Target a simple but important situation for practice
With an upcoming event in mind, take time to prepare. Visualise, in advance, the two alternatives. First, what will happen if you let anger erupt. Second, how could the situation evolve if you could stay calm and skilful. Resolve not to react if triggered but rather to take a few moments to exhale slowly and notice how you are feeling and what you are thinking. Consider how the other person is feeling. This is level one impulse control and it might be enough. In the car or the queue, you relax and move on towards a better day.
Critical situations – parenting, managing and leading
Skilful conversation is required. This is challenging and requires deliberate practice. If it triggered a feeling of anger, it is important. Stay calm and considerate of the other, own your anger and explain what triggered you. Give the other person a chance to share their side. Explore what you can do together to resolve the situation.
Consider the solution as built from 3 parts. First, is your view. Second, is the other’s view. Third is a creative solution neither can see until you come together – the third way. The more consistently you can execute this skilful conversation, the more you will bring creative solutions into your life, your family and your team.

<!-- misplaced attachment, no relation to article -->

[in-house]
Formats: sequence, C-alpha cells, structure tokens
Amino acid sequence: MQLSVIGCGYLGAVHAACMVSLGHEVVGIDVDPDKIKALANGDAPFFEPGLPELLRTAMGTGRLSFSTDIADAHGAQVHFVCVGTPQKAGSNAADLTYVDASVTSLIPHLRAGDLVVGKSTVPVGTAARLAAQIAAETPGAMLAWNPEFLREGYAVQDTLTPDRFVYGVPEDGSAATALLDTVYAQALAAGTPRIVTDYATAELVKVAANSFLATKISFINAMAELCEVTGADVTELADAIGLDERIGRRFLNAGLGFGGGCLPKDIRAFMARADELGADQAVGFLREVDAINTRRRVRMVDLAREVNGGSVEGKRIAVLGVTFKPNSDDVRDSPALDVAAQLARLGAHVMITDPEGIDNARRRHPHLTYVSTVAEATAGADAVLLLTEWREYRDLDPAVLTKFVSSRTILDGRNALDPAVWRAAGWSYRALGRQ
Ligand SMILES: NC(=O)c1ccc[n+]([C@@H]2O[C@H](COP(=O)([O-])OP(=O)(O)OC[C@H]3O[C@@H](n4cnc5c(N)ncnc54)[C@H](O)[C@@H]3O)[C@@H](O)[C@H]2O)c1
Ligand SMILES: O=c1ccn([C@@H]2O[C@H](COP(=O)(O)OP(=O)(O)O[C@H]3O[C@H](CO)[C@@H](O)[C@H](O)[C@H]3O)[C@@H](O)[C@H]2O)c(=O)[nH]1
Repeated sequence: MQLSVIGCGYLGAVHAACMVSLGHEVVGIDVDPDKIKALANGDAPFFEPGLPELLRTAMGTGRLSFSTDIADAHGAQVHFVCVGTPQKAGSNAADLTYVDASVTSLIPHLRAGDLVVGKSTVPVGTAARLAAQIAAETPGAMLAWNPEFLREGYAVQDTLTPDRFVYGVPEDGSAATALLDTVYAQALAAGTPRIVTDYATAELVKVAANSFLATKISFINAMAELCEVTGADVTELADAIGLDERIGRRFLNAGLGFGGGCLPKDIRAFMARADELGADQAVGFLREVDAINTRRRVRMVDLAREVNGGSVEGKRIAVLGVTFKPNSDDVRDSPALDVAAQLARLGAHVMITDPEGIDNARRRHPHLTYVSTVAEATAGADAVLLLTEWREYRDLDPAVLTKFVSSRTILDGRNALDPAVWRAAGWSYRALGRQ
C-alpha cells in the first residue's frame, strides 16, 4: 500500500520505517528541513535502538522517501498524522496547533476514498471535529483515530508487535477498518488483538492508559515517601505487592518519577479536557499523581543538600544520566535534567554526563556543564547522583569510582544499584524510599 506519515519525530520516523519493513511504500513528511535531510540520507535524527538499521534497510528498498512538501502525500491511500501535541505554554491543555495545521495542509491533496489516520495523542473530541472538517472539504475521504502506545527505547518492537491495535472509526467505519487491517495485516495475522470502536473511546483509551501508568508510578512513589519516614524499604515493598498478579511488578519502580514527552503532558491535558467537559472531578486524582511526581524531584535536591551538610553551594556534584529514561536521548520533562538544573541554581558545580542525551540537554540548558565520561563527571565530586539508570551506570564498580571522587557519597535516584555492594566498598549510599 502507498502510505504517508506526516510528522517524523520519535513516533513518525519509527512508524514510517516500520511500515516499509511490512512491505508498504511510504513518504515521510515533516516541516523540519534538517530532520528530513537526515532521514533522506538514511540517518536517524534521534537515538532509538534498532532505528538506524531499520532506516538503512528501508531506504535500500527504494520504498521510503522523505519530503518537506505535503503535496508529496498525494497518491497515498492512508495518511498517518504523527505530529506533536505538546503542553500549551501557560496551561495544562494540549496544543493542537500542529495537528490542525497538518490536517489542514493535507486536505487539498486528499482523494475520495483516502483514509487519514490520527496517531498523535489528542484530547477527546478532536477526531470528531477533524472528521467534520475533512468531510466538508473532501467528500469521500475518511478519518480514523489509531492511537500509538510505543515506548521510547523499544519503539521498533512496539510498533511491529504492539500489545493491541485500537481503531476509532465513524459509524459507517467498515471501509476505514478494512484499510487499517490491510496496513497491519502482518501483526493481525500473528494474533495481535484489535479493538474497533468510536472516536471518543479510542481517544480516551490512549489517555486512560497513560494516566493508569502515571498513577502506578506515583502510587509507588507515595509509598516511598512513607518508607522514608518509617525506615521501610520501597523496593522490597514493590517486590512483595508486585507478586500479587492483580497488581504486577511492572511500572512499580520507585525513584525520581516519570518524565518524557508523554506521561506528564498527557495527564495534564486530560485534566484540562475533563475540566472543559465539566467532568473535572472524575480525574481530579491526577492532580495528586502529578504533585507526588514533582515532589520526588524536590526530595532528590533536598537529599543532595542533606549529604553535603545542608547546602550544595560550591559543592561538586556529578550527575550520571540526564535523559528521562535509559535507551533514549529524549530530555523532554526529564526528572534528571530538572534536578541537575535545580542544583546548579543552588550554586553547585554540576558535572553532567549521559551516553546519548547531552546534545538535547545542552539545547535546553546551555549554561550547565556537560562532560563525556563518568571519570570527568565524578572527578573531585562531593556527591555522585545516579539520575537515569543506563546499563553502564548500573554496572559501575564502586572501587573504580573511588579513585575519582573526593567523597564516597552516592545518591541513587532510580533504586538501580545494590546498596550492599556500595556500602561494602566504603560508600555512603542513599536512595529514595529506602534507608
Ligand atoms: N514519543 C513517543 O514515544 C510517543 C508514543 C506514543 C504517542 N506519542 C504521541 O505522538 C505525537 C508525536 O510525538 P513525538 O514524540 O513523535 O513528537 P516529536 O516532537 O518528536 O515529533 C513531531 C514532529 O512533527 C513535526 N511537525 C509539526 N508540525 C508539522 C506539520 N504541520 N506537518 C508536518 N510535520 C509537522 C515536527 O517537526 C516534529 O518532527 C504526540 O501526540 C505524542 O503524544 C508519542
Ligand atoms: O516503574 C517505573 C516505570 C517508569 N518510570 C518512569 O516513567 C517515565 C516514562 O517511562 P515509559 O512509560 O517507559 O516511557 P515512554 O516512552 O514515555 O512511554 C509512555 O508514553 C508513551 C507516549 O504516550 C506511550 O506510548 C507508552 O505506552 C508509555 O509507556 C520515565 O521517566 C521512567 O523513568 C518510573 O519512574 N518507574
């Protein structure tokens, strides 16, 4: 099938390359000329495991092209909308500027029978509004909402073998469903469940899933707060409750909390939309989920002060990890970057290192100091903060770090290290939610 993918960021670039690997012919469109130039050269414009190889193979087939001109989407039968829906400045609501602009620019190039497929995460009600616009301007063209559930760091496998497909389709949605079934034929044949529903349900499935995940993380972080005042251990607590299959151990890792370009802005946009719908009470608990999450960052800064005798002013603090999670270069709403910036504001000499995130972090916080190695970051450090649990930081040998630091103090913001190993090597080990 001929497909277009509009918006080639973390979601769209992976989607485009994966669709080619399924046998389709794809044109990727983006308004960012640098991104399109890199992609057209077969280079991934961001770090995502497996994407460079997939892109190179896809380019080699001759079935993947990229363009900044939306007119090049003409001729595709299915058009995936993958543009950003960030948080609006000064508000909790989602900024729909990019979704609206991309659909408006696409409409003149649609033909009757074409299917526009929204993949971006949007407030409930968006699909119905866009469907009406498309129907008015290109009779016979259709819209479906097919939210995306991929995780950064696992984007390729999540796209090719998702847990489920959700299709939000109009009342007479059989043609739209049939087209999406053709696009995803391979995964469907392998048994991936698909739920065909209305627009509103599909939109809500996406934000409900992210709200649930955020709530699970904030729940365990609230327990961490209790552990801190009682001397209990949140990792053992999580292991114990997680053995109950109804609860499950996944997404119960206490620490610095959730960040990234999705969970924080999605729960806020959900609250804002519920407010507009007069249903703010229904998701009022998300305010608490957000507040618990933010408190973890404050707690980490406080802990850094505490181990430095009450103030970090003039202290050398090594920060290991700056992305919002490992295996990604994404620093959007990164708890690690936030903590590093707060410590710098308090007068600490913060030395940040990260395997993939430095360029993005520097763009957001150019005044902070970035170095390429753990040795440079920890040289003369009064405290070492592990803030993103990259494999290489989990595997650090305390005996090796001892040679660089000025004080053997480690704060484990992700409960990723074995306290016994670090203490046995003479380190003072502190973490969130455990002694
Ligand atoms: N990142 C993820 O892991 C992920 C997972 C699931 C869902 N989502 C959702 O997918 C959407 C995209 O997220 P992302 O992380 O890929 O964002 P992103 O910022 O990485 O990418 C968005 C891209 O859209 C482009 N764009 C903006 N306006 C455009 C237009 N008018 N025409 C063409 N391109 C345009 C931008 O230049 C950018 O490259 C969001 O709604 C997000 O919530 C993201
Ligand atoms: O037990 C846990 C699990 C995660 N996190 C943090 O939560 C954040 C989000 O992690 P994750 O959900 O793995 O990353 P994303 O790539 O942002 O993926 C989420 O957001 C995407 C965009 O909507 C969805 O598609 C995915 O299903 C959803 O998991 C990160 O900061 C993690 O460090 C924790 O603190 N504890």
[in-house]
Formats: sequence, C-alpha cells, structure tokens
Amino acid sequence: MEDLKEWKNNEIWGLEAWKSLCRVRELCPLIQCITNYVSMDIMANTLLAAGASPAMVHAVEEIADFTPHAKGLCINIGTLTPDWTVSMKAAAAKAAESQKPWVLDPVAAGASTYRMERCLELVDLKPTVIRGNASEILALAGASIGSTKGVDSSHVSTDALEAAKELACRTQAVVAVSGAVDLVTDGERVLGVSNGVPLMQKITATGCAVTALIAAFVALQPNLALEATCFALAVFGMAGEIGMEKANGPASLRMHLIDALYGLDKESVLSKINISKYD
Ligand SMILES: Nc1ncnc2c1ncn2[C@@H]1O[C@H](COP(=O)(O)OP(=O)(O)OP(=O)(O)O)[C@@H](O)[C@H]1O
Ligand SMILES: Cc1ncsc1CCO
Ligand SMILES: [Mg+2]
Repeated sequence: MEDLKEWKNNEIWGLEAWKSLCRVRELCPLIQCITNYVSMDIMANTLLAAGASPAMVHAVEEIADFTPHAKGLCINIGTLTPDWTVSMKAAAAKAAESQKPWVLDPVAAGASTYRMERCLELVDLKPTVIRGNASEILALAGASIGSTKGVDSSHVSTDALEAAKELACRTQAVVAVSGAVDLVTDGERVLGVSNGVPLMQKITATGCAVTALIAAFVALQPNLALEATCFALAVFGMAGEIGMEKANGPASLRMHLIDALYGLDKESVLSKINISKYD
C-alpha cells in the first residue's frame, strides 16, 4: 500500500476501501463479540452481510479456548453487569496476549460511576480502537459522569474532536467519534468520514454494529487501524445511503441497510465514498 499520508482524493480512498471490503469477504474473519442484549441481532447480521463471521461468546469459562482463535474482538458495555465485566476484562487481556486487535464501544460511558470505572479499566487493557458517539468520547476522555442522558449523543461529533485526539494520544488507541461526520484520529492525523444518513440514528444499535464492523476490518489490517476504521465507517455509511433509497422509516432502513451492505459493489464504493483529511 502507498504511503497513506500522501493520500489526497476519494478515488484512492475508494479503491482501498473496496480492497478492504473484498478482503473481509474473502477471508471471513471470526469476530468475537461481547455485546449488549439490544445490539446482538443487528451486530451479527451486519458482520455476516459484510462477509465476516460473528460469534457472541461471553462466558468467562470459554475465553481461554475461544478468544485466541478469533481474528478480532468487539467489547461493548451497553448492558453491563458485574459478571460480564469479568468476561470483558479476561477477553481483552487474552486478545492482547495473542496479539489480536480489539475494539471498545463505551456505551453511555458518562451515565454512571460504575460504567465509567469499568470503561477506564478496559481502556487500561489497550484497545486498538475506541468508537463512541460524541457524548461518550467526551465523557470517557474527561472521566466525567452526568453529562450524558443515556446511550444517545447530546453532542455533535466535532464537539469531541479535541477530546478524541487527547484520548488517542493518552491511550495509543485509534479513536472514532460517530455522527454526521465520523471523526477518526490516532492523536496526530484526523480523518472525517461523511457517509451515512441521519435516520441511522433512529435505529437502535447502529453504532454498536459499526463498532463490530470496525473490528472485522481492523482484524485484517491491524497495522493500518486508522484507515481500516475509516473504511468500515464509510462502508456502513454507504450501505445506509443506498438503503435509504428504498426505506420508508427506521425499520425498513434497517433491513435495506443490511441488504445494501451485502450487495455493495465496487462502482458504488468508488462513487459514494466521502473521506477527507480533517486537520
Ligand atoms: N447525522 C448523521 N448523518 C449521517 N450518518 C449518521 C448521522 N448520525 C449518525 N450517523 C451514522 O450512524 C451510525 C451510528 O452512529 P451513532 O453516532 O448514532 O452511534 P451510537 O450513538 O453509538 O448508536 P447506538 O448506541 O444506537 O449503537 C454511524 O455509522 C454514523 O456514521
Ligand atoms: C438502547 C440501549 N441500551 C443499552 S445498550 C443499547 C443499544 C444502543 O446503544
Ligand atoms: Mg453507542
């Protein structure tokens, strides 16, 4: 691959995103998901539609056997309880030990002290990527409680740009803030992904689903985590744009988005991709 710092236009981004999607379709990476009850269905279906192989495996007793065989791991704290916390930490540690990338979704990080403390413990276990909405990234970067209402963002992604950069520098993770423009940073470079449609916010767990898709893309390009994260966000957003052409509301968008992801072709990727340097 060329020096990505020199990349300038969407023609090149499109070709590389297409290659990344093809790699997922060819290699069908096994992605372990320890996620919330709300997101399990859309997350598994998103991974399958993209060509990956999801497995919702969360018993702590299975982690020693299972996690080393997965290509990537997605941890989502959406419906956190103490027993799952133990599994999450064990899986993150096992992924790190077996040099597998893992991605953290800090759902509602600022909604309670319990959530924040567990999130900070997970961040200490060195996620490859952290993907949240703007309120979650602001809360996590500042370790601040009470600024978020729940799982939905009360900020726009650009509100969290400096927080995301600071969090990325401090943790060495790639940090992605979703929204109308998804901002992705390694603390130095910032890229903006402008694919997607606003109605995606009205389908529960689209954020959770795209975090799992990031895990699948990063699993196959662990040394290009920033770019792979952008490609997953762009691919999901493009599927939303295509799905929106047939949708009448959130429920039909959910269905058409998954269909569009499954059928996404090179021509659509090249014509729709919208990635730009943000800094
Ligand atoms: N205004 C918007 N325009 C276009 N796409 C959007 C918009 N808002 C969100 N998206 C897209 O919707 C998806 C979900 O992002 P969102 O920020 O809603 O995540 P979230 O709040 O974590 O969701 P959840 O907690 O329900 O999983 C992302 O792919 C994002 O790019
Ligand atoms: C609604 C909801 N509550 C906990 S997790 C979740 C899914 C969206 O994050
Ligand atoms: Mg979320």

For example, when John does not complete an assigned job for Jill:
- Jill: “We need this completed. You have let me down and I am feeling angry”
- John: “Sorry Jill, my kid is sick. I know it is important and will do it before I leave today”
- Jill: “I understand, I will be here to help sign off at 5.30pm”
- Result: resolution, reconciliation, performance and increased trust
Once you master angry confrontations, extend the skill to complex business, political and social issues.
Anger is a real emotion. It signals something important to you is being challenged. Own the anger and use the energy to focus on skilful behaviour. Use your human brain and PFC. Don’t let the snake brain take over. Connect. Seek the third way. Reconcile. If necessary, apologise sincerely and resolve to be more skilful next time. Start immediately. Help your children master their anger. The ultimate conquerer of anger is love.